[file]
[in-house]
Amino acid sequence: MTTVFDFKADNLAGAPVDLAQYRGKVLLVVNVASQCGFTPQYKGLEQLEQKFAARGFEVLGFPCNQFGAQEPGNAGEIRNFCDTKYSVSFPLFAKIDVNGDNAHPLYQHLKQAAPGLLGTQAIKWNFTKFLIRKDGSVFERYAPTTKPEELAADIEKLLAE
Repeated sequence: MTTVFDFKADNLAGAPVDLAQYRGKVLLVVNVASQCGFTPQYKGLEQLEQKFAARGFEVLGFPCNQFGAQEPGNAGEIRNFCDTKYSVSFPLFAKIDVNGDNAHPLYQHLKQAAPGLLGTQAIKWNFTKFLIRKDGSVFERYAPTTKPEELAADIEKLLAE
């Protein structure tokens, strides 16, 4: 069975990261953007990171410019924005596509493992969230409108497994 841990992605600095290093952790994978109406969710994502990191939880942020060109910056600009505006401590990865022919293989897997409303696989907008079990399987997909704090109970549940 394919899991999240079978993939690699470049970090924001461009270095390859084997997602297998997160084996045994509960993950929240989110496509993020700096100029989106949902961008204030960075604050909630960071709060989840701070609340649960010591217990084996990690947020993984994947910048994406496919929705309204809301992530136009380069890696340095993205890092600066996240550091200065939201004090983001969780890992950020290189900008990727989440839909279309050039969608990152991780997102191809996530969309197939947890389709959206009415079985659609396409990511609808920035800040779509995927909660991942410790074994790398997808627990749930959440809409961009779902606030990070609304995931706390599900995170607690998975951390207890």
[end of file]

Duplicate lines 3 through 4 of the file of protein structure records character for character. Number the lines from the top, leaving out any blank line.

Repeated sequence: MTTVFDFKADNLAGAPVDLAQYRGKVLLVVNVASQCGFTPQYKGLEQLEQKFAARGFEVLGFPCNQFGAQEPGNAGEIRNFCDTKYSVSFPLFAKIDVNGDNAHPLYQHLKQAAPGLLGTQAIKWNFTKFLIRKDGSVFERYAPTTKPEELAADIEKLLAE
């Protein structure tokens, strides 16, 4: 069975990261953007990171410019924005596509493992969230409108497994 841990992605600095290093952790994978109406969710994502990191939880942020060109910056600009505006401590990865022919293989897997409303696989907008079990399987997909704090109970549940 394919899991999240079978993939690699470049970090924001461009270095390859084997997602297998997160084996045994509960993950929240989110496509993020700096100029989106949902961008204030960075604050909630960071709060989840701070609340649960010591217990084996990690947020993984994947910048994406496919929705309204809301992530136009380069890696340095993205890092600066996240550091200065939201004090983001969780890992950020290189900008990727989440839909279309050039969608990152991780997102191809996530969309197939947890389709959206009415079985659609396409990511609808920035800040779509995927909660991942410790074994790398997808627990749930959440809409961009779902606030990070609304995931706390599900995170607690998975951390207890």